My Favourite Fighter: Michael Bisping
By Bryan Perkins
When it comes to the question of my favourite fighter there are a few names that come to mind, such as George St Pierre and Dustin Poirier. However, there is one fighter that comfortably rises above the others, Michael Bisping.
There are multiple reasons that Bisping is my favourite fighter but I am only going to discuss a few of them in this article.
When I started to become interested in the sport around 2009 the UFC was the main organisation, and it was dominated by North and South American fighters such as GSP, Brock Lesnar and Anderson Silva.
Therefore, for European fans of the sport there weren’t many fighters we could look to who had a chance of competing with the top stars. Michael Bisping was just that, for British and European fans we could watch him knowing not only could he compete with the elite of the sport, but also he had a real chance of going on to be a UFC champion.
Being able to support a fighter from the same country that you can relate to is so important for many fans and is what keeps them coming back to the sport. This was certainly true for me in my first couple of years of watching the sport on a casual basis.
Fighters like Khabib Nurmagomedov and Chael Sonnen have always preferred to take the fight to the ground and take advantage of their grappling skills. As a fan of MMA I do enjoy this style. However, on a personal level, I just prefer fighters that engage in kickboxing battles on the feet, which is exactly what Bisping did.
Throughout his time in the UFC Bisping had the lowest resting heart rate on the roster and it showed. Bisping was always pushing the pace, throwing lots of strikes and trying to keep the fight on the feet. He was certainly more than capable on the ground, something he showed at UFC 217 when he cut open GSP with slicing elbows from the bottom, but he was always trying to get back to his feet where he felt most comfortable.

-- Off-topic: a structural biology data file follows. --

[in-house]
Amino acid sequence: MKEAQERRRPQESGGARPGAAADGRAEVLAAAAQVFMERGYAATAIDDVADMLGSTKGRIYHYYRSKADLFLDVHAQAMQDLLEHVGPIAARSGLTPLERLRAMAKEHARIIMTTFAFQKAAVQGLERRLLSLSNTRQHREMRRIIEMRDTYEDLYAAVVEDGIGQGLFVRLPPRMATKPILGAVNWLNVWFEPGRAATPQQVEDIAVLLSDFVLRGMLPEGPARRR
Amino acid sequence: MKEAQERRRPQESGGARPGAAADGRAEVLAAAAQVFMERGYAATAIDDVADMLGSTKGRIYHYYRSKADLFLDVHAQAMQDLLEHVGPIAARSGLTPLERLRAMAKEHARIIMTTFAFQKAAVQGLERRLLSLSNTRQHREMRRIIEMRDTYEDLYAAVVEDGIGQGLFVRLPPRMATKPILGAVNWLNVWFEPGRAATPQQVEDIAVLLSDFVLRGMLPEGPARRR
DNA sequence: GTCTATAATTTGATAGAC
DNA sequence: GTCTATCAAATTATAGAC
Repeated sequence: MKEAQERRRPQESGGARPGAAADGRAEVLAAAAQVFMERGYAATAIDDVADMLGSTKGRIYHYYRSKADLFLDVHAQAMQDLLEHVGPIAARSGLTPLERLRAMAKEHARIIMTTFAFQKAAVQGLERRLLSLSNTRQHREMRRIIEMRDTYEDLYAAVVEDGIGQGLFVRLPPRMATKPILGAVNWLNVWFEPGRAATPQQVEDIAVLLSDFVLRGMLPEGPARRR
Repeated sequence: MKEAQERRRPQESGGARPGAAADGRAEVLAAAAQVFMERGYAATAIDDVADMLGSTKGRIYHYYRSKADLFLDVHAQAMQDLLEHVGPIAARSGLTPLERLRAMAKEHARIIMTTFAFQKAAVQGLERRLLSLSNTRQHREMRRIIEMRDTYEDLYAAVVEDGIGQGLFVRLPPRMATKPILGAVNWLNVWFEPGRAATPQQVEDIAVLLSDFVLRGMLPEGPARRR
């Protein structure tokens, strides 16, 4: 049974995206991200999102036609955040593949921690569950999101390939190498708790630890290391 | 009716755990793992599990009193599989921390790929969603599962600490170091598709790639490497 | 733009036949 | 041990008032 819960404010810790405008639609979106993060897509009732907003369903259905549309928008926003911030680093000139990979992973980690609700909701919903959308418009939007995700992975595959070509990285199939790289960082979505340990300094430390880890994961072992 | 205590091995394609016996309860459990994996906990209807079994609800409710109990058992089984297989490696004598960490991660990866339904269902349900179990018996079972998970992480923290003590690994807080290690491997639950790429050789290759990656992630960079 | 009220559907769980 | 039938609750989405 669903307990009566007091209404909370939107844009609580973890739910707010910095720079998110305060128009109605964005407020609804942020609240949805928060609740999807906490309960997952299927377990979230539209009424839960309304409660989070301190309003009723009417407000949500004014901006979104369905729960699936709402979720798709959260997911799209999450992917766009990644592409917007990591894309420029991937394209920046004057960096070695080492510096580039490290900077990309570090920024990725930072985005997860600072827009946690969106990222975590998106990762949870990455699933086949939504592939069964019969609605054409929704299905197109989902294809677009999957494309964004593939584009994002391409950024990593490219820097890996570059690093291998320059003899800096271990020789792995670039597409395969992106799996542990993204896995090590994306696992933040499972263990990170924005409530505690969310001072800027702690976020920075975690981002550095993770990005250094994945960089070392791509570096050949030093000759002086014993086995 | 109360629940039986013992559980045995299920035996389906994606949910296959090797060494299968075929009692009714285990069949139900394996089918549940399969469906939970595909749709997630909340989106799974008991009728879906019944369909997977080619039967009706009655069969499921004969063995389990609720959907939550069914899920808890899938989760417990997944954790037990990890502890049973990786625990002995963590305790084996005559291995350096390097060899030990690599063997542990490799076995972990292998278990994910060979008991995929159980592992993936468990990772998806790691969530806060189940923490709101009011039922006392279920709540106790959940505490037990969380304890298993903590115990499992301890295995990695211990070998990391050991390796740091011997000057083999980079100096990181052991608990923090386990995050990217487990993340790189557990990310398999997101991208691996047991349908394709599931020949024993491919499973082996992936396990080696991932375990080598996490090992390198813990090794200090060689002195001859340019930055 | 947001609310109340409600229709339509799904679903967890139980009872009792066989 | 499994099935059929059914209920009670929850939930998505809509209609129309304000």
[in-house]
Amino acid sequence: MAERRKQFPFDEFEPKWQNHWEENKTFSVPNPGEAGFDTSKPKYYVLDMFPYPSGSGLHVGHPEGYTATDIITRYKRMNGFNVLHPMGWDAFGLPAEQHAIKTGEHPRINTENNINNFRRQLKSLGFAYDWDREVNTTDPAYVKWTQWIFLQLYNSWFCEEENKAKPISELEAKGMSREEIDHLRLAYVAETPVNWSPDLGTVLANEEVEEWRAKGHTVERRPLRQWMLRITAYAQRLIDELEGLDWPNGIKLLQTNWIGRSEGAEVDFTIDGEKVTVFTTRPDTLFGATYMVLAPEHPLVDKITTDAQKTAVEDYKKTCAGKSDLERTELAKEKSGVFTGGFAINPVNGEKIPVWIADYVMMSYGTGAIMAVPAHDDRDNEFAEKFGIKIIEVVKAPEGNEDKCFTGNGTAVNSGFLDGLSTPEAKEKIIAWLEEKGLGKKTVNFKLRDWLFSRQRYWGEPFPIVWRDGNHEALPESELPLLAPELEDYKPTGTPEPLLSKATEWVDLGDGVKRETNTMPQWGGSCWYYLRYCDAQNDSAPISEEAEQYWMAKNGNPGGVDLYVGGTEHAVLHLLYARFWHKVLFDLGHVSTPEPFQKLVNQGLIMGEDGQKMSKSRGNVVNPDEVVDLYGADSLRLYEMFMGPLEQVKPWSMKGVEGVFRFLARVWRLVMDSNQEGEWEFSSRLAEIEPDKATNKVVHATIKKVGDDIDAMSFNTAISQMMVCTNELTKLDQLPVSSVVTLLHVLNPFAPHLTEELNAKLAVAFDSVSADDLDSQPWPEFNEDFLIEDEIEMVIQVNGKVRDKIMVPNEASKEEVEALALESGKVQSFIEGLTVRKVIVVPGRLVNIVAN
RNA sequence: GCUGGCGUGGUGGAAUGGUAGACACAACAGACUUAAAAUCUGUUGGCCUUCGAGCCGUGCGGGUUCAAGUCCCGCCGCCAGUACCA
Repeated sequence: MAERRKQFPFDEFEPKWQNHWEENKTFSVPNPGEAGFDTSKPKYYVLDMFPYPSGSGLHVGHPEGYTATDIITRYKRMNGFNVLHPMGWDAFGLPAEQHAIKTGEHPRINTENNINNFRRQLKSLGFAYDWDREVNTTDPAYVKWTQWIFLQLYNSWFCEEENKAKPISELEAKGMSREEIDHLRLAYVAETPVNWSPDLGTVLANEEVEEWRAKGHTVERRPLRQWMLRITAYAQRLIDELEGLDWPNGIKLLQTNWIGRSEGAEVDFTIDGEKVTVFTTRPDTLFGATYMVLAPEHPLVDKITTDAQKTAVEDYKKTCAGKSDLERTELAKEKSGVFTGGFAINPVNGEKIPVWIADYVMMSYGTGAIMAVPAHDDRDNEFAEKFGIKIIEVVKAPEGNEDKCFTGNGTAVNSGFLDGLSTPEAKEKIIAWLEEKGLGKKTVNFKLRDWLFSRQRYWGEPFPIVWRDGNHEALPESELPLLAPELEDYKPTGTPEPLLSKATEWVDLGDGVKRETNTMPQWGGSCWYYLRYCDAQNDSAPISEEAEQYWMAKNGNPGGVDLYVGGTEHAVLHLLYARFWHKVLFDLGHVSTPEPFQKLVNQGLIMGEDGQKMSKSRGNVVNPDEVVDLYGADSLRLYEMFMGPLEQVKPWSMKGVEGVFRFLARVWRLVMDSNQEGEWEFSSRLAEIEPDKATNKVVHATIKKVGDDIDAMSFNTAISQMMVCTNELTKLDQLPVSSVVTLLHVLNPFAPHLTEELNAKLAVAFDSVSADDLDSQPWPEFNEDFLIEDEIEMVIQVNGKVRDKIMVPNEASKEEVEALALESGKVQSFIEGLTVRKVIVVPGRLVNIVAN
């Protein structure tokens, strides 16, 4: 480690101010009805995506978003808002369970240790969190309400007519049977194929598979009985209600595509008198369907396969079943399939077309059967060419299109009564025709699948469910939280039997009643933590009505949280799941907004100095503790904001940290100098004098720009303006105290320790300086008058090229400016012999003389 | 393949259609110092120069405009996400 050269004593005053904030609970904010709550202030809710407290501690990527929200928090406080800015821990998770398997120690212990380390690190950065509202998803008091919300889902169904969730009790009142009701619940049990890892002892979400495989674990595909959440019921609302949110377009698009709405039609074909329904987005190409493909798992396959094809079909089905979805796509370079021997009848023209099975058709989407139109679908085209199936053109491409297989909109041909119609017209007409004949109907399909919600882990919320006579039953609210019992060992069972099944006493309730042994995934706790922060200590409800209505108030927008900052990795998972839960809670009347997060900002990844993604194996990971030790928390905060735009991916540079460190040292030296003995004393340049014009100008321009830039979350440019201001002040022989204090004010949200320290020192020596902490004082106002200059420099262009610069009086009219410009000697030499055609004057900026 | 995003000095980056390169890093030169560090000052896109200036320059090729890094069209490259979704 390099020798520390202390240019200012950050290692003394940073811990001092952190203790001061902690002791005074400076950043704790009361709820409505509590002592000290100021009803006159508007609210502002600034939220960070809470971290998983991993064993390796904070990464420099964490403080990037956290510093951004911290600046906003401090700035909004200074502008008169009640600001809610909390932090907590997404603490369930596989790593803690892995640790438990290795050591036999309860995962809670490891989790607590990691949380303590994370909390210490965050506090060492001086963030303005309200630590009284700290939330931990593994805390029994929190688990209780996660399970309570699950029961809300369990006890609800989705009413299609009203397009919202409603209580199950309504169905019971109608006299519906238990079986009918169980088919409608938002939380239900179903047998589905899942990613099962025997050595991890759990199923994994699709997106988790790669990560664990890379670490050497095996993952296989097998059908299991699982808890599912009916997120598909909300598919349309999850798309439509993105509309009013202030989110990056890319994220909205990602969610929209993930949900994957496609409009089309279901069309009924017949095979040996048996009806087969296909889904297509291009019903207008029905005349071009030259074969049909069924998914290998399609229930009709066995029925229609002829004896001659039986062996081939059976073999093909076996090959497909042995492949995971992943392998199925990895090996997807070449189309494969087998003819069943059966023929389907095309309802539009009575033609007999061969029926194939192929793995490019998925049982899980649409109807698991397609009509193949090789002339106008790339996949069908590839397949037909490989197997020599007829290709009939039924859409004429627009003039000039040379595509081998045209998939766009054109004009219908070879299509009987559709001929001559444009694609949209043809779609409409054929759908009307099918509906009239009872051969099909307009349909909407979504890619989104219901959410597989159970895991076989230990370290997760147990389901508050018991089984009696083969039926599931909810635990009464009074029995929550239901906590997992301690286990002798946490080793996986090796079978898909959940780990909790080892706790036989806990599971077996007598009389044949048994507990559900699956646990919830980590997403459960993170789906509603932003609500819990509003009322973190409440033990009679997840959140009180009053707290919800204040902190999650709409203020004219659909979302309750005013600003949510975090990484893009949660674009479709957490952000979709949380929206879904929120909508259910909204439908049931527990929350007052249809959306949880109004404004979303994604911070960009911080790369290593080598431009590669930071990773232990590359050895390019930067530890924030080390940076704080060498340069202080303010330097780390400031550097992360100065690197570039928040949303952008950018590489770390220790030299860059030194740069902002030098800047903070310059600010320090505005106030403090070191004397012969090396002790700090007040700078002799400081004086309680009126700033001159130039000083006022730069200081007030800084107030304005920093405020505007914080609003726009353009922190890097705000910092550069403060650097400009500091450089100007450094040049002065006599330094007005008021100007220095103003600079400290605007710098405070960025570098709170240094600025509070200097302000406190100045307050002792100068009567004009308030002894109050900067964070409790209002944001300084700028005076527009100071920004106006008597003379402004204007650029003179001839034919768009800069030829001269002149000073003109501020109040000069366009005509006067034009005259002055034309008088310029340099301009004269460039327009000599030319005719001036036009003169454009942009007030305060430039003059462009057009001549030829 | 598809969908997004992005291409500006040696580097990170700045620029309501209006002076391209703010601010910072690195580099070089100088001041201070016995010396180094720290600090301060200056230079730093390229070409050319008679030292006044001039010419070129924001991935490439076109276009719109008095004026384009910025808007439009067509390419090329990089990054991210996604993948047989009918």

The fight vs Denis Kang in Manchester highlights what I love about Bisping’s style as he unloaded on Kang with every possible strike both in and out of the clinch whilst never getting tired. The none stop action of a Bisping fight meant I always tuned in.
Fighting is never an easy career and every fighter goes through ups and downs. There are some, however, who have it easier than others such as Israel Adesanya who has had a meteoric rise to interim champion and already has a chance to become the undisputed middleweight champion.
I don’t want to take away anything from fighters that have an easier road to the belt, such as Adesanya because they still have to take their opportunity when it comes and that demands respect. However, there is something about a story like Bisping’s who went through ups and downs and plenty of adversity throughout his career which makes their eventual rise to the belt that much more satisfying to watch as a fan.
Bisping winning the belt at 37 years of age, with one working eye whilst having to fight an opponent he had previously lost to is just one of those stories that will always stick with me because it was anything but straight forward.
Ultimately, there isn’t just one reason that Bisping is my favourite fighter but a combination of his flag-bearing role for British MMA, fighting style and rollercoaster career are the main reasons he will always be my favourite fighter.
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